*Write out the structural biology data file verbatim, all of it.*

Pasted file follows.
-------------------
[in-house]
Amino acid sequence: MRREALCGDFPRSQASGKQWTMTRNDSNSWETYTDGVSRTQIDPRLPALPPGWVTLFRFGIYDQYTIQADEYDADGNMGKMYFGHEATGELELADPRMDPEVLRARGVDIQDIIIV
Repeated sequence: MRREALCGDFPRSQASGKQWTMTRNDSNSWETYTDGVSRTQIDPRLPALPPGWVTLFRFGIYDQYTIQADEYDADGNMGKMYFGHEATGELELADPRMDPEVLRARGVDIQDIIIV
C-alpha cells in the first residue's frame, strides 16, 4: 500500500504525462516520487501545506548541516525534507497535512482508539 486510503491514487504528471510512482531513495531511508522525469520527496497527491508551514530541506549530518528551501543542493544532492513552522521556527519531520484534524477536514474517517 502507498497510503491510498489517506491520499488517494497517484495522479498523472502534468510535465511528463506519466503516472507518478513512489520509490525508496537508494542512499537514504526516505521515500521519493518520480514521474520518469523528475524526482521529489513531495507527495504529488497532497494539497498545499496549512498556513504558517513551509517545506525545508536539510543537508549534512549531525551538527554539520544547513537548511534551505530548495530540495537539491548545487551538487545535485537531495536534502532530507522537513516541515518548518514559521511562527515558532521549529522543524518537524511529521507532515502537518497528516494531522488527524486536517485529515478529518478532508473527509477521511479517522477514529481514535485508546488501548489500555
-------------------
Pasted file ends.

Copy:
[in-house]
Amino acid sequence: MRREALCGDFPRSQASGKQWTMTRNDSNSWETYTDGVSRTQIDPRLPALPPGWVTLFRFGIYDQYTIQADEYDADGNMGKMYFGHEATGELELADPRMDPEVLRARGVDIQDIIIV
Repeated sequence: MRREALCGDFPRSQASGKQWTMTRNDSNSWETYTDGVSRTQIDPRLPALPPGWVTLFRFGIYDQYTIQADEYDADGNMGKMYFGHEATGELELADPRMDPEVLRARGVDIQDIIIV
C-alpha cells in the first residue's frame, strides 16, 4: 500500500504525462516520487501545506548541516525534507497535512482508539 486510503491514487504528471510512482531513495531511508522525469520527496497527491508551514530541506549530518528551501543542493544532492513552522521556527519531520484534524477536514474517517 502507498497510503491510498489517506491520499488517494497517484495522479498523472502534468510535465511528463506519466503516472507518478513512489520509490525508496537508494542512499537514504526516505521515500521519493518520480514521474520518469523528475524526482521529489513531495507527495504529488497532497494539497498545499496549512498556513504558517513551509517545506525545508536539510543537508549534512549531525551538527554539520544547513537548511534551505530548495530540495537539491548545487551538487545535485537531495536534502532530507522537513516541515518548518514559521511562527515558532521549529522543524518537524511529521507532515502537518497528516494531522488527524486536517485529515478529518478532508473527509477521511479517522477514529481514535485508546488501548489500555